ARLA Says From 6 April rogue landlords to face penalties up to £30,000
Government have today confirmed that new measures to crack down on rogue landlords will come into force on 6 April.
Those of you who have attended a recent ARLA Propertymark Regional meeting will be aware of the new measures, which include powers to prosecute and impose significant fines or issue civil notices with penalties of up to £30,000.
ARLA Propertymark has long called for greater enforcement activity in order to end poor housing provision. The new measures will effectively mean that income raised from these penalties will be ring-fenced for further enforcement activity.
While we are pleased that the government have been persuaded by our arguments, the responsibility now falls to local authorities to use the tools at their disposal to raise standards.
Local Authorities will also be able to receive details from deposit protection schemes to build a picture of the rental market in their area. We hope this will reduce the number of local authority licensing schemes which are seen by many as having have been brought in to try to map the private rented sector within their locality.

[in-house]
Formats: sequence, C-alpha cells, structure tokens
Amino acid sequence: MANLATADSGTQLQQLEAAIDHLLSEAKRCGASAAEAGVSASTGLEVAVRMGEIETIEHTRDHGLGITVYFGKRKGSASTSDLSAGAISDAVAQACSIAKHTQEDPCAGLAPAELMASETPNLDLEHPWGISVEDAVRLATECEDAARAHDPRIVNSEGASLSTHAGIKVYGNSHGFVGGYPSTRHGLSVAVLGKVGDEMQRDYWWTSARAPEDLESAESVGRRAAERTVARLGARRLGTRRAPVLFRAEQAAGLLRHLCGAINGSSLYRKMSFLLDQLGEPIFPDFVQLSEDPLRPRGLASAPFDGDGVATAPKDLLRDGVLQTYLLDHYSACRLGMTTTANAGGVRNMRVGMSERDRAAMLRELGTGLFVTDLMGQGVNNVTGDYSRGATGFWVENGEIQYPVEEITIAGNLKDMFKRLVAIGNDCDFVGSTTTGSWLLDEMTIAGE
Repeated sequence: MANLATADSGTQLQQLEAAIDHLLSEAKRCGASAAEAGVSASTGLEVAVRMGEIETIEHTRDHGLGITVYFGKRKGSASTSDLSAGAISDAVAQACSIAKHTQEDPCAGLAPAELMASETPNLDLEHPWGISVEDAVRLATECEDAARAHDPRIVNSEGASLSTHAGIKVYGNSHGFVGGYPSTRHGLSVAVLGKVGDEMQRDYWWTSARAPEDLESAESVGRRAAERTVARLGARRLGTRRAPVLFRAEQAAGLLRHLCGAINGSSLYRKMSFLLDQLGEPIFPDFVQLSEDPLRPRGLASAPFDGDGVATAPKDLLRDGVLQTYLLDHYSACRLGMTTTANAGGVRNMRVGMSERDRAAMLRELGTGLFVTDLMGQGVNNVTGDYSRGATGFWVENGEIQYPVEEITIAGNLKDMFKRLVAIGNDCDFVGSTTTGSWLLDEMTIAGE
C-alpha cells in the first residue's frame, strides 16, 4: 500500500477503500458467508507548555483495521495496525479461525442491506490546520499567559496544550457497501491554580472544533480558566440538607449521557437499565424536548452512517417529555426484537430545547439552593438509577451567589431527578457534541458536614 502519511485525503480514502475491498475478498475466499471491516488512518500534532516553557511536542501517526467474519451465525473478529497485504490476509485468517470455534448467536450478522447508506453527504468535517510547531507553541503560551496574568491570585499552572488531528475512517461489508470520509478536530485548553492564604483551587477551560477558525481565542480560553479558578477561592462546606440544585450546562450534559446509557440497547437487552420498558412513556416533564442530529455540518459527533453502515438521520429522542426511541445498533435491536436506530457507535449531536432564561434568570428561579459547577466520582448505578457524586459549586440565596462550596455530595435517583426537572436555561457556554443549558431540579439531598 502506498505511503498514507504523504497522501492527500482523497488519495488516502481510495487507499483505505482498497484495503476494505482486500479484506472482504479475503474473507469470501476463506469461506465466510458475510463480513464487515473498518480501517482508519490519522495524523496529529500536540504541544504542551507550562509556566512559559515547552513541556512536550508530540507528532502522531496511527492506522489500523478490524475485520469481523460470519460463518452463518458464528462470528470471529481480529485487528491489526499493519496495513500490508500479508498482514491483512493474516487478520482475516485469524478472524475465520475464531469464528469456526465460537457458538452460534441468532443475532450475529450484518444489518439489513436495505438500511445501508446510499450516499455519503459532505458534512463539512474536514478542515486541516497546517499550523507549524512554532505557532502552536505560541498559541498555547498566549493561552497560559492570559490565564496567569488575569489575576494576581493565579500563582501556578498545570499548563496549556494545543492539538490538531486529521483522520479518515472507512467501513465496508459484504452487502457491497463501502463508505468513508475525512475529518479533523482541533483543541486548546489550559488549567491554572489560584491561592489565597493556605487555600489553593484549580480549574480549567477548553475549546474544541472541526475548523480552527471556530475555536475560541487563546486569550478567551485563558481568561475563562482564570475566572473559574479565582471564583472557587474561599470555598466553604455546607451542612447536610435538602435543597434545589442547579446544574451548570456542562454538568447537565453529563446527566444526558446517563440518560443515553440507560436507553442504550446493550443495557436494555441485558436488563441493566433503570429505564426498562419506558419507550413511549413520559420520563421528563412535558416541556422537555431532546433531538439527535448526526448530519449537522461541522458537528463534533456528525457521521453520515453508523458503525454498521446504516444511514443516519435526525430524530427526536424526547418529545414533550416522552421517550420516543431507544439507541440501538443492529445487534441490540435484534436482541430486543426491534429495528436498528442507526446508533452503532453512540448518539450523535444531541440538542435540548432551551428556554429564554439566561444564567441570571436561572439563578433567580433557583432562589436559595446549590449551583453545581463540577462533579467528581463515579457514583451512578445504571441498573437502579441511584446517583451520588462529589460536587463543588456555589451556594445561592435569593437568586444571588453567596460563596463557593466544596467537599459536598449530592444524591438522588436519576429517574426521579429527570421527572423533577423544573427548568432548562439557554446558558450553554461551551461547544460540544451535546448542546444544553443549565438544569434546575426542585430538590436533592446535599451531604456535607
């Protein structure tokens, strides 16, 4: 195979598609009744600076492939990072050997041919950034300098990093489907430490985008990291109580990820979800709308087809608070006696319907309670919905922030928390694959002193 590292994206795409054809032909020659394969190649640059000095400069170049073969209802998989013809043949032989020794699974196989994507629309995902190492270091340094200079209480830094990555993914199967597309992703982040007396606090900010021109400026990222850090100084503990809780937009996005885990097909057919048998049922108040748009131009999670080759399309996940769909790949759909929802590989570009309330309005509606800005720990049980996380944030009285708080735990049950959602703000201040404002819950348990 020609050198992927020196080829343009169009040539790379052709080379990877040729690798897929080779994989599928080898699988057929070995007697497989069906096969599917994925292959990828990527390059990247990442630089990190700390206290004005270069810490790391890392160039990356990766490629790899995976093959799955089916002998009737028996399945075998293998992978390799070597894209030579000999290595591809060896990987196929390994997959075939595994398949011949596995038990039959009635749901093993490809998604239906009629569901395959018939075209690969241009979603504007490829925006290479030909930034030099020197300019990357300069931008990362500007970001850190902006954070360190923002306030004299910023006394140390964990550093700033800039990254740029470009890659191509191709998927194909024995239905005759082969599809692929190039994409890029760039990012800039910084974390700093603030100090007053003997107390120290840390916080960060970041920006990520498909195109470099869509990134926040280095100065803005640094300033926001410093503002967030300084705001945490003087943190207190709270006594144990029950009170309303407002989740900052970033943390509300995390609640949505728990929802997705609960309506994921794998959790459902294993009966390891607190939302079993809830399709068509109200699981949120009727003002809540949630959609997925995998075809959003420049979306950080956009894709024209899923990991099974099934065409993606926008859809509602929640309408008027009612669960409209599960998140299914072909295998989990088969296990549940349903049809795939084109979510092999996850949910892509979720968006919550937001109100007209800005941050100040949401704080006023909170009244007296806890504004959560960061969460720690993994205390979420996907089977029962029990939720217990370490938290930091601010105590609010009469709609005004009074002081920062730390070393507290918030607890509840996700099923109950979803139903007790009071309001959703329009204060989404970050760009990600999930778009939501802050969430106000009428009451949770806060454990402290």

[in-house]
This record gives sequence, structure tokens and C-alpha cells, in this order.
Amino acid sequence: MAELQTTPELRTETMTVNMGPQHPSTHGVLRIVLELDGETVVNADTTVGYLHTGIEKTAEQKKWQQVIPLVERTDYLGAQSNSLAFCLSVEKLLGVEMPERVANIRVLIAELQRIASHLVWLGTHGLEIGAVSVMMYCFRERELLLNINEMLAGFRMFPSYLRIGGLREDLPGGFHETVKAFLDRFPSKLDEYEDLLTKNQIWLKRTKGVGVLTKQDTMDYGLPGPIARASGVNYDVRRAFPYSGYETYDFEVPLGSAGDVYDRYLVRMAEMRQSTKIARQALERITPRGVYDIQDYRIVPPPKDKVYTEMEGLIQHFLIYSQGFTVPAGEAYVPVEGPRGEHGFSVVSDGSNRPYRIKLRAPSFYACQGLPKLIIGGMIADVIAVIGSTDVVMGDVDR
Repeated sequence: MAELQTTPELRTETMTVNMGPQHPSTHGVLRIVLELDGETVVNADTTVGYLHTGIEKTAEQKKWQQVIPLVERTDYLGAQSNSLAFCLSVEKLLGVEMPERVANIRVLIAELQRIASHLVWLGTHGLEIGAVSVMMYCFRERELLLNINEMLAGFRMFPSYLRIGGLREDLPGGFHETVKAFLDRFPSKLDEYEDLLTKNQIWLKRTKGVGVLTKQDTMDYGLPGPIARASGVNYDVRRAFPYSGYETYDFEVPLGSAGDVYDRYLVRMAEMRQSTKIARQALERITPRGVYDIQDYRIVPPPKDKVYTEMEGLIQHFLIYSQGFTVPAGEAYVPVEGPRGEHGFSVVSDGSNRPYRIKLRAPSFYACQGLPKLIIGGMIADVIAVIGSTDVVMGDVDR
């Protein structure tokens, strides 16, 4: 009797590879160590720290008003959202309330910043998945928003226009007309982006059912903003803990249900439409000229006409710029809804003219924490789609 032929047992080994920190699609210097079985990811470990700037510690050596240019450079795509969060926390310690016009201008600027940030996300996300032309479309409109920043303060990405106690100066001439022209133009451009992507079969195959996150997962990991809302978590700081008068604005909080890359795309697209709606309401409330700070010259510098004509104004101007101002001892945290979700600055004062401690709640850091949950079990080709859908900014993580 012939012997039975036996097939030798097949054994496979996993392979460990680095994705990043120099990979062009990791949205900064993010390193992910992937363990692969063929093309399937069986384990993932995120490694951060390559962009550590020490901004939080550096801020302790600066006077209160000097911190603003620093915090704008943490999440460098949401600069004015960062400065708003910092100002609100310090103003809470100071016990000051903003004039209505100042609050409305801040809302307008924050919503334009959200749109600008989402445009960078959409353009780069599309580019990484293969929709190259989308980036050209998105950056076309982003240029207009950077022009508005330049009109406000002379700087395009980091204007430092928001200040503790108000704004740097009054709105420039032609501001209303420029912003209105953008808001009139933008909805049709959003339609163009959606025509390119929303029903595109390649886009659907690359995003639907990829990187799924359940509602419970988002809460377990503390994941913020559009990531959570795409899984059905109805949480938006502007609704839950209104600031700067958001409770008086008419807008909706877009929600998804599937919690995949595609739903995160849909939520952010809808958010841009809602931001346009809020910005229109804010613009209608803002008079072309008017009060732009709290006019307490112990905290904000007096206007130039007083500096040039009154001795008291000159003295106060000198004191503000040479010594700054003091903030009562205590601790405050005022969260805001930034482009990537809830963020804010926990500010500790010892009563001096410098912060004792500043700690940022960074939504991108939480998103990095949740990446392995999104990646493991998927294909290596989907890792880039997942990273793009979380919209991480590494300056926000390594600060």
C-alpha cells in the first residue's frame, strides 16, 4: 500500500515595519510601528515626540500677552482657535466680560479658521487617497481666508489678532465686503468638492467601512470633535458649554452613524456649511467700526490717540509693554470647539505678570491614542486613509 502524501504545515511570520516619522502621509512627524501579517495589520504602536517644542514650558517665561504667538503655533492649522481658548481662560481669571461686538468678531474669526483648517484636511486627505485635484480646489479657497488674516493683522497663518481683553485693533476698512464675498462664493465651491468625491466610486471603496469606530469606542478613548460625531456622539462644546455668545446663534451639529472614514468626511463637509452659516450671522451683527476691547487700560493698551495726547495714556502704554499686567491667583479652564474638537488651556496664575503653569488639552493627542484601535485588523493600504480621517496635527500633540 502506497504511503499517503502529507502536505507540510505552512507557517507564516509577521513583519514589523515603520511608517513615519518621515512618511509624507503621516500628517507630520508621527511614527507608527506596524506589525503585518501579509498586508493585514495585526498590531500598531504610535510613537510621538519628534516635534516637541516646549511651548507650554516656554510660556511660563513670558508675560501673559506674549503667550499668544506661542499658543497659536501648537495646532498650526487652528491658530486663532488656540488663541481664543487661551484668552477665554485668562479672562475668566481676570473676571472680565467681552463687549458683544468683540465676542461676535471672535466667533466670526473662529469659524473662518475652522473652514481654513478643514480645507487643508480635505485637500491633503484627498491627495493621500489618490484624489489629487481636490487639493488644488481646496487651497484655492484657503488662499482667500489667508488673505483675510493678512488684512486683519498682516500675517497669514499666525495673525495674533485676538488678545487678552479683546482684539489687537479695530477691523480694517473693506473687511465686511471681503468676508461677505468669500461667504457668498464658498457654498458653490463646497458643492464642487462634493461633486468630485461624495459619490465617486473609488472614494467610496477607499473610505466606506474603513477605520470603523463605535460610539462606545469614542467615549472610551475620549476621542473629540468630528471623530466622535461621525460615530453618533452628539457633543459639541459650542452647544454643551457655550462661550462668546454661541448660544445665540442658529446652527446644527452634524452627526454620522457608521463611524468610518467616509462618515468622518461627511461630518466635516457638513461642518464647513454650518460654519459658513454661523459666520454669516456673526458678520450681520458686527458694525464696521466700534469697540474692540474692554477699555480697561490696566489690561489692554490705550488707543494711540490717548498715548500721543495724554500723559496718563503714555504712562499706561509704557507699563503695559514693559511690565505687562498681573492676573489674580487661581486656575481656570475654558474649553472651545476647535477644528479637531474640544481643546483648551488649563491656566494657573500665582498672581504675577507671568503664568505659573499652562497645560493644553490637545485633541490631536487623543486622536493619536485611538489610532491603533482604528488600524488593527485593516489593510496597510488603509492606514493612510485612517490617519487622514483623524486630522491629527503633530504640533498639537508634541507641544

Whilst the Department for Communities and Local Government are enacting legislation to root-out rogue landlords and agents, HM Treasury has today published their response to the recent consultation on the 4th Money Laundering Directive, stating their intention not to regulate lettings activity.
Section 6.2 of the Money Laundering Regulations 2017 Consultation response states:
While it should be noted that the majority of respondents to the consultation supported the inclusion of letting agents within the regime, intelligence and evidence was not provided to justify the inclusion of lettings activity and the attendant costs of this proposal for those affected. The government will only “gold plate” where there is good evidence that a material ML/TF risk exists. In line with the directive, lettings agents will continue to be within the scope of the regulations where they carry out estate agency work in accordance with section one of the Estate Agents Act 1979 (as amended). However, the application of the Money Laundering Regulations will not be extended to include lettings activity.
ARLA is disappointed the Government has chosen not to include lettings activity within the Money Laundering Regulations 2017. The risk is that money laundering activity will transfer from the sales sector, due to the increased powers within the new regulation, into the lettings sector which remains unregulated.
However, within the context of the recently increased legislative burden on letting agents, coupled with the shock announcement to ban letting agent fees in the Autumn Statement, we understand why the Government has chosen not to impose these requirements at this critical juncture.